AMPHIBIAWEB
Pseudohynobius jinfo

Subgenus: Pseudohynobius
family: Hynobiidae
subfamily: Hynobiinae

View distribution map using BerkeleyMapper.


Conservation Status (definitions)
IUCN (Red List) Status
CITES No CITES Listing
Other International Status None
National Status None
Regional Status None

   

Description

The SVL of the single male specimen measures 86.1 mm; the single female measures 76.1 mm. Pseudohynobius jinfo has a significantly longer tail length than other species in the genus Pseudohynobius, with tail length exceeding the SVL (112.6 mm in male holotype and 87.2 mm in female paratype). In addition, it has yellow dorsal spots that are small (vs. larger yellow spots or no yellow spots in other members of the genus).

The head is approximately 25% of SVL, slightly depressed in shape and longer than wide. The snout appears rounded when viewed from above. Nostrils are small and located at the tip of the snout. Eyes are large, protruding and wider than eyelids. Internarial space is wider than interorbital space. The body is stout. Twelve costal grooves are present, extending from back of head to insertion of tail. The gular fold is distinctly visible and located just ventral to a protuberance on each side of the neck. A groove runs from the back of the head to the base of the tail. Teeth are tiny and present on both maxilla and mandible. Inner and outer series of curved-in vomerine tooth rows are present, each with 8-9 teeth (vs. . Hindlimb is more robust than forelimb and slightly longer. Adpressed limbs have digit tips touching or overlapping slightly. Pseudohynobius jinfo has four fingers, 2>3>4>1 in decreasing order of length; and five toes, 3>4>2>5>1, all of which have rounded tips. Adults lack black keratinized covers on digit tips. Tail base is rounded but tip flattened and laterally compressed. Fin covers entire extent of tail except one third of anterior portion on lower side (Wei et al. 2009).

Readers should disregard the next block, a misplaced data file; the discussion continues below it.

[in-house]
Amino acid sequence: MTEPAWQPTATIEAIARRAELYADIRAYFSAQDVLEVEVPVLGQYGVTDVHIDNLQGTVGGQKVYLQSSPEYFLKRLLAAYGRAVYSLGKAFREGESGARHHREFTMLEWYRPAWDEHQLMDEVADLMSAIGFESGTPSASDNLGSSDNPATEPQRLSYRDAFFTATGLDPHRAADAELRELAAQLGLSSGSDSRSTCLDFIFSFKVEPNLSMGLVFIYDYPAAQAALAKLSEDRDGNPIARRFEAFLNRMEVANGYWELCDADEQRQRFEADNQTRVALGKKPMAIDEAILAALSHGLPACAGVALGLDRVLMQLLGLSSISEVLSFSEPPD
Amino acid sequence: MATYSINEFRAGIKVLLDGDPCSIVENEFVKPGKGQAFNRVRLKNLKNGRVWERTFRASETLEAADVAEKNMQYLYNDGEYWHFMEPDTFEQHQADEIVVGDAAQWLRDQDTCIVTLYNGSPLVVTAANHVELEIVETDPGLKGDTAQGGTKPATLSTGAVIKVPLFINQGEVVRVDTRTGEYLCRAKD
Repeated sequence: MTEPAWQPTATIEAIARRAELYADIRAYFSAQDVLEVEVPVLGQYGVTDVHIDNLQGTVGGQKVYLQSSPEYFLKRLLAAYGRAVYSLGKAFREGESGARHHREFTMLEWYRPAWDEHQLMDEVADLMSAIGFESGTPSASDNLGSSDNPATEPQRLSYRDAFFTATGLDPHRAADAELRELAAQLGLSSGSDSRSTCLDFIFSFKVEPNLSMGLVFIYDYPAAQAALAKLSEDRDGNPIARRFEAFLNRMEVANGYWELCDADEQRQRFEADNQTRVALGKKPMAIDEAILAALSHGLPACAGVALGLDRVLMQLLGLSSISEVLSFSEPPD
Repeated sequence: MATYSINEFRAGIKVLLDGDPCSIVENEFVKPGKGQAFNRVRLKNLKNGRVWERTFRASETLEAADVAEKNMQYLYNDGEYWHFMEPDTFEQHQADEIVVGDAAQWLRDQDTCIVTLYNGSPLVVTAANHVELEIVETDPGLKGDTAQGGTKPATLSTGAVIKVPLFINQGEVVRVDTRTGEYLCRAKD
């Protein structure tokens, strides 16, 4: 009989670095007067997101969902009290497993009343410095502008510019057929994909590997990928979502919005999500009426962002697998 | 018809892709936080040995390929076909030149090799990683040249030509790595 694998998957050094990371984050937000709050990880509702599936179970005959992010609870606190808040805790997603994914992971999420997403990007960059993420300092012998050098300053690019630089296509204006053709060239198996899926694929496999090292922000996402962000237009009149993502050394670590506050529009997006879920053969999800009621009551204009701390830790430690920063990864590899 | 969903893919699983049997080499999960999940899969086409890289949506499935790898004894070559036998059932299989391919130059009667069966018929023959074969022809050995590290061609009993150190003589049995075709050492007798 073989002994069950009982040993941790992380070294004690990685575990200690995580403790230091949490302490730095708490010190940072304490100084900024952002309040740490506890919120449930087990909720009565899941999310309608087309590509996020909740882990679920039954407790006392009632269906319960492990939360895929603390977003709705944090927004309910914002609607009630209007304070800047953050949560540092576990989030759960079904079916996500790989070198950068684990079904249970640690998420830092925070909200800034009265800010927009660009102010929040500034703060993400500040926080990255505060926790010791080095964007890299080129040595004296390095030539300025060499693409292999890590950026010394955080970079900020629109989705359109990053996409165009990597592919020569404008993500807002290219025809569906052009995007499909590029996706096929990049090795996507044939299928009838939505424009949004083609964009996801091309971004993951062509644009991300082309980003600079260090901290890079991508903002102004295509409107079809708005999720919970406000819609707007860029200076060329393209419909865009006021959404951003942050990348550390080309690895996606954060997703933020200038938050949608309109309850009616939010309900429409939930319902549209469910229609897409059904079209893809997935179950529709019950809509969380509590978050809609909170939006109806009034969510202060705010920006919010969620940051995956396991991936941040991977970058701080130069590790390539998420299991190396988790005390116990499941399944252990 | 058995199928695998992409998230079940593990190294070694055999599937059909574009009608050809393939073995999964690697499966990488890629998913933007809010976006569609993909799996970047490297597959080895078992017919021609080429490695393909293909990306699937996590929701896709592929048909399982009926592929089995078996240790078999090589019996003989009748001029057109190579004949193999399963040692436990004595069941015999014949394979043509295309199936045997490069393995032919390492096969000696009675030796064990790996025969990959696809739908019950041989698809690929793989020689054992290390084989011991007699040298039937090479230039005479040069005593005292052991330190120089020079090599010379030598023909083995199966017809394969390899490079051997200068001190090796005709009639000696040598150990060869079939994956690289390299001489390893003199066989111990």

In life, the dorsal skin is purple, dotted with small yellow spots. Ventral side is pale. Flank has small yellowish spots (Wei et al. 2009).

The larvae have no eyelids. Lips are distinct. Larvae possess three pairs of external gills, with flat short gill slits. Unlike in adults, larval digits are flattened and the tips have black horny covers. Tail is shorter than SVL. Upper fin is high, arising midway through trunk, while lower fin originates at tail base. In life, the larvae are a pale flaxen (light yellow-gray or yellow-brown) with dark brown spots (Wei et al. 2009).

Distribution and Habitat

Country distribution from AmphibiaWeb's database: China

View distribution map using BerkeleyMapper.

Pseudohynobius jinfo is known from two neighboring mountains, Mt. Jinfo and Mt. Baima, in Chongqing municipality of the People's Republic of China. The type locality is near the Phoenix Temple on the south slope near the summit of Mt. Jinfo. Both adults and larvae were collected at Mt. Jinfo, but only larvae have been found so far at Mt. Baima. Specimens were collected from a clear mountain pond formed by a montane spring and surrounded by grass. The pond is 5 m by 7 m and shallow (60 cm). The pond bottom was covered in silt and a few stones and leaves. Gammarids (amphipod crustaceans) were also found in the pond (Wei et al. 2009).

Life History, Abundance, Activity, and Special Behaviors

Adults and larvae were found in the grassy margin of the pond in daytime and in the water at night (Wei et al. 2009).

Comments
This species was previously regarded as a population of Pseudohynobius flavomaculatus, but recent work on mitochondrial DNA sequence and allozymes show that P. jinfo is a separate, reproductively isolated species (Zeng et al. 2006).

References
 

Wei, G., Xiong, J.-L., Hou, M., Zeng, X.-M. (2009). ''A new species of hynobiid salamander (Urodela: Hynobiidae: Pseudohynobius) from Southwestern China.'' Zootaxa, 2149, 62-68.  

Zeng, X. M., Fu, J. Z., Chen, L. Q., Tian, Y. Z., and Chen, X. H. (2006). ''Cryptic species and systematics of the hynobiid salamanders of the Liua-Pseudohynobius complex: Molecular and phylogenetic perspectives.'' Biochemical Systematics and Ecology, 34, 467-477.



Written by Christine Lu (karomi AT berkeley.edu), UC Berkeley
First submitted 2009-09-15
Edited by Kellie Whittaker (2009-10-06)



Feedback or comments about this page.

 

Citation: AmphibiaWeb: Information on amphibian biology and conservation. [web application]. 2014. Berkeley, California: AmphibiaWeb. Available: http://amphibiaweb.org/. (Accessed: Nov 27, 2014).

AmphibiaWeb's policy on data use.